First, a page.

Transition Songs

A good stroytime leader knows how to move kids from one activity to the next. That’s where transition songs come in. The hardest transition for me is getting the kids up and moving and then getting them back down on the floor to listen to a story. My go-to transition song is My Two Hands. I also like Everybody Take a Seat.  Dana wrote an excellent blog post with tons of other ideas for songs and rhymes that help kids transition between activities.

Soothing Songs and Lullabies

After we’ve read books and danced and sang and amped ourselves up, I end storytime with a few gentle, soothing songs and rhymes. I like to model taking deep breaths during this part as well. My go-to songs are traditional nursery rhymes like Twinkle, Twinkle, Little Star and the ABC song because they are well known and have a lullaby quality to them. I also use Rain is Falling Down with my felt pieces.  We’ve got some other great suggestions on our Lullabies and Soothing Songs playlist.

How do you choose which songs and rhymes to feature in a storytime? What are your favourite song and rhyme resources? Let me know in the comments!

It Takes a Neighborhood to Nourish a Children’s Librarian: Introducing “The Cardigan”

I can’t even tell you how much excitement I have for this announcement! When Katherine and Allie told me about The Cardigan I immediately asked if they would write about it so I could help spread the news.  Read on to learn about this amazing resource for library staff serving children.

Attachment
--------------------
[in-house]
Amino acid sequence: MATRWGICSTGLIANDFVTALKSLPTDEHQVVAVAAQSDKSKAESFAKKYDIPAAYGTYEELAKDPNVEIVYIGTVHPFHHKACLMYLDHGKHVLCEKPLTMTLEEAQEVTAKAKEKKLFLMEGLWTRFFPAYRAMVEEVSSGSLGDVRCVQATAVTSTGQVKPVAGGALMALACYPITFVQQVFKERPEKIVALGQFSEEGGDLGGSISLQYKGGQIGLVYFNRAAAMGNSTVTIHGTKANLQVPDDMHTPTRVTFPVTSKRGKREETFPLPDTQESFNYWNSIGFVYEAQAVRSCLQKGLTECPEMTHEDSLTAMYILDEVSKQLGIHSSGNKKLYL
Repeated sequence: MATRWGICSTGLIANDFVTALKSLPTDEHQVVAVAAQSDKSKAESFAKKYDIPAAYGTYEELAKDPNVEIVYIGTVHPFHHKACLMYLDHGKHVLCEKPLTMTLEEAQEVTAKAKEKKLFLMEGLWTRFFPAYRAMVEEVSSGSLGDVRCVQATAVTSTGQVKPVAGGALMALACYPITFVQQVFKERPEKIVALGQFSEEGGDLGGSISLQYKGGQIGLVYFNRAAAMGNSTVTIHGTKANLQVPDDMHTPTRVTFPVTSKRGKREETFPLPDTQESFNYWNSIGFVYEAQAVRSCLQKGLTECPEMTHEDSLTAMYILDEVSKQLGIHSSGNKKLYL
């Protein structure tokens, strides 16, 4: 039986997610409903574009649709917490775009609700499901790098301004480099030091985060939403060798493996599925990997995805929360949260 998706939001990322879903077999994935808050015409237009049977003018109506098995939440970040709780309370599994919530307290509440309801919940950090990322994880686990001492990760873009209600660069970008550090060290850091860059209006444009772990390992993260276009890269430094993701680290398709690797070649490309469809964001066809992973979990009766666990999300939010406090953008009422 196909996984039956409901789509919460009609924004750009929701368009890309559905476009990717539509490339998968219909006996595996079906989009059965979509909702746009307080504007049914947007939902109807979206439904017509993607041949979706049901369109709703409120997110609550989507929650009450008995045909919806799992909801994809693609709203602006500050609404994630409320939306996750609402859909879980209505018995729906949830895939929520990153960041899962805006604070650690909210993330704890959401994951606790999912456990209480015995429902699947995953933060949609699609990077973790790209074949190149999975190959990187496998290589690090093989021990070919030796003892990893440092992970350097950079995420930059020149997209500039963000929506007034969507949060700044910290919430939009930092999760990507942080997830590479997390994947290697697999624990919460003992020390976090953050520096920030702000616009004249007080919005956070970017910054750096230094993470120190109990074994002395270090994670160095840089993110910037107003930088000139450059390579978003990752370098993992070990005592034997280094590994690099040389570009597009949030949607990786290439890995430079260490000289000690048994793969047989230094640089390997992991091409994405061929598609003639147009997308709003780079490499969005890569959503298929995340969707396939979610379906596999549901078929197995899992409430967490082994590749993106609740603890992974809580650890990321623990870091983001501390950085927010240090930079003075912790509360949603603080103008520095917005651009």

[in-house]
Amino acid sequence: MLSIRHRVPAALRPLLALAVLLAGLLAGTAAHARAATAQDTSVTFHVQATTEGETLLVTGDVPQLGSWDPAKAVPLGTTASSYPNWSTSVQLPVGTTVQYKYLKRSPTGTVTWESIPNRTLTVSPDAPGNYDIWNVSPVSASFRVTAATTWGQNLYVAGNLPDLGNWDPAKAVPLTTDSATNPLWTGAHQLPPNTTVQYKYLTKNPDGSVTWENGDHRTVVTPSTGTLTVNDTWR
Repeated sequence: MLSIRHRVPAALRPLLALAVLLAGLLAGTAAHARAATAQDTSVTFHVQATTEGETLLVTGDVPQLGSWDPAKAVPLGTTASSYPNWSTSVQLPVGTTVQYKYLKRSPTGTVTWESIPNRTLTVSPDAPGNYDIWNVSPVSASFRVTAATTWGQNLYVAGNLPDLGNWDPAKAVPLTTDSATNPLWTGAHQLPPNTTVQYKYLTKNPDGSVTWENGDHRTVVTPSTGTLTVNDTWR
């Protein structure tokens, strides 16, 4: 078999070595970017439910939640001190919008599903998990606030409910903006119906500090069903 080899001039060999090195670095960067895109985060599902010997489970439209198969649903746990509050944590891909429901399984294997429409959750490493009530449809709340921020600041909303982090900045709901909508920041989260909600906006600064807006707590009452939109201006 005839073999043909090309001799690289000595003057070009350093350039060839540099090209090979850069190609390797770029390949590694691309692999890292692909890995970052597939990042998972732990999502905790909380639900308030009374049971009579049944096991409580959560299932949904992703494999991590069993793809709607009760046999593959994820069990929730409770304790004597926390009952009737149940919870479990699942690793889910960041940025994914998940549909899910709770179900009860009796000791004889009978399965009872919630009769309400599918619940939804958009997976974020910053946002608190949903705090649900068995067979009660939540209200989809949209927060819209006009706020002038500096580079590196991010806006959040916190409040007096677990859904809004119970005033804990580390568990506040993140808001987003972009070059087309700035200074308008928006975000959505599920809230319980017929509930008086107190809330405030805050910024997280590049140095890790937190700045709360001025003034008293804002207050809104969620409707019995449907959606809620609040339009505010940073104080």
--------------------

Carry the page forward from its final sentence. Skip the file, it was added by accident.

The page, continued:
Who We Are and the Vision

We (Allie & Katherine) are two Children’s Librarians working together in a public library in Oklahoma. Katherine primarily works with early childhood kids and Allie works with elementary kids.

Before working with Katherine, I (Allie) worked in a small rural public library in another state. It was my first full-time Children’s Librarian position out of library school. In this new position as a solo Children’s Librarian, it wasn’t long before I began to feel a little alone. I spent my free time researching great resources (like Jbrary!) to help me feel connected and up-to-date, but soon finding the time, support, and energy to research the relevant information left me exhausted.

This is a trend we have both noticed since becoming Children’s Librarians:  finding relevant and current professional development resources can be challenging, tedious to sift through, or costly. So we dreamt up the idea of a newsletter: a visually appealing platform made up of high-quality, bite-sized information related to the profession with real-world implications. Articles posted on social media can be difficult to keep track of, so the newsletter format allows us to preserve all of our resources in one place. Each newsletter will be turned into a PDF and accessible through a Google Drive folder. In this way, we hope to create a repository of the best tools available to help us become excellent at our jobs.

The Cardigan Newsletter

This newsletter is called “The Cardigan” and drops in your inbox on the 20th of every month. In every newsletter, we will explore the following topics with links to professional resources:

  • Learn. Deepen your knowledge on a topic related to Children’s Services.
  • Play. Play is a right! Learn quick tips to optimize play experiences in libraries.